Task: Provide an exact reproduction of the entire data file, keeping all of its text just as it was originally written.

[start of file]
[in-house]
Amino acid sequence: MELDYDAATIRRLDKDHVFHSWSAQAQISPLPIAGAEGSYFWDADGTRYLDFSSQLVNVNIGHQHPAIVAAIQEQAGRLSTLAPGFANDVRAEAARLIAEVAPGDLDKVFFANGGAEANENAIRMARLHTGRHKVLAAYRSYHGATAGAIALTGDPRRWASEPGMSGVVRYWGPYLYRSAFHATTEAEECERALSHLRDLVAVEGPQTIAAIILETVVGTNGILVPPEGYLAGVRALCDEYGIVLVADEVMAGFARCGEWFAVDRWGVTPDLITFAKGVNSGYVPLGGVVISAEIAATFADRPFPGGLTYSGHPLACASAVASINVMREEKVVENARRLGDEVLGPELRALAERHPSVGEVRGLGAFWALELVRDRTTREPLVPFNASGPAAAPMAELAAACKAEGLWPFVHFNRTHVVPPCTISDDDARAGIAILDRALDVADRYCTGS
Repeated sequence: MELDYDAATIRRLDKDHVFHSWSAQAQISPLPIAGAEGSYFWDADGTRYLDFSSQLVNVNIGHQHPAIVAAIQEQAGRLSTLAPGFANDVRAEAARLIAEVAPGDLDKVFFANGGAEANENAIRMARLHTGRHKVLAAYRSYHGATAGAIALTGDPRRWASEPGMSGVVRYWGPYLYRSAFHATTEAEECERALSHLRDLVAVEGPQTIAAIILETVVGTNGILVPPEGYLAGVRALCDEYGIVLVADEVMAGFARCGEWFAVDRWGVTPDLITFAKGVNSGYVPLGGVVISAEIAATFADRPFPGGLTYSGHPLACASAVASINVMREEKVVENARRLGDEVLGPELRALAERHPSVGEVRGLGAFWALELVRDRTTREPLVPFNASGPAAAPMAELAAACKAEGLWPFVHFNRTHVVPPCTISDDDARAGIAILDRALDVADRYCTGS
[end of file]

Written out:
[in-house]
Amino acid sequence: MELDYDAATIRRLDKDHVFHSWSAQAQISPLPIAGAEGSYFWDADGTRYLDFSSQLVNVNIGHQHPAIVAAIQEQAGRLSTLAPGFANDVRAEAARLIAEVAPGDLDKVFFANGGAEANENAIRMARLHTGRHKVLAAYRSYHGATAGAIALTGDPRRWASEPGMSGVVRYWGPYLYRSAFHATTEAEECERALSHLRDLVAVEGPQTIAAIILETVVGTNGILVPPEGYLAGVRALCDEYGIVLVADEVMAGFARCGEWFAVDRWGVTPDLITFAKGVNSGYVPLGGVVISAEIAATFADRPFPGGLTYSGHPLACASAVASINVMREEKVVENARRLGDEVLGPELRALAERHPSVGEVRGLGAFWALELVRDRTTREPLVPFNASGPAAAPMAELAAACKAEGLWPFVHFNRTHVVPPCTISDDDARAGIAILDRALDVADRYCTGS
Repeated sequence: MELDYDAATIRRLDKDHVFHSWSAQAQISPLPIAGAEGSYFWDADGTRYLDFSSQLVNVNIGHQHPAIVAAIQEQAGRLSTLAPGFANDVRAEAARLIAEVAPGDLDKVFFANGGAEANENAIRMARLHTGRHKVLAAYRSYHGATAGAIALTGDPRRWASEPGMSGVVRYWGPYLYRSAFHATTEAEECERALSHLRDLVAVEGPQTIAAIILETVVGTNGILVPPEGYLAGVRALCDEYGIVLVADEVMAGFARCGEWFAVDRWGVTPDLITFAKGVNSGYVPLGGVVISAEIAATFADRPFPGGLTYSGHPLACASAVASINVMREEKVVENARRLGDEVLGPELRALAERHPSVGEVRGLGAFWALELVRDRTTREPLVPFNASGPAAAPMAELAAACKAEGLWPFVHFNRTHVVPPCTISDDDARAGIAILDRALDVADRYCTGS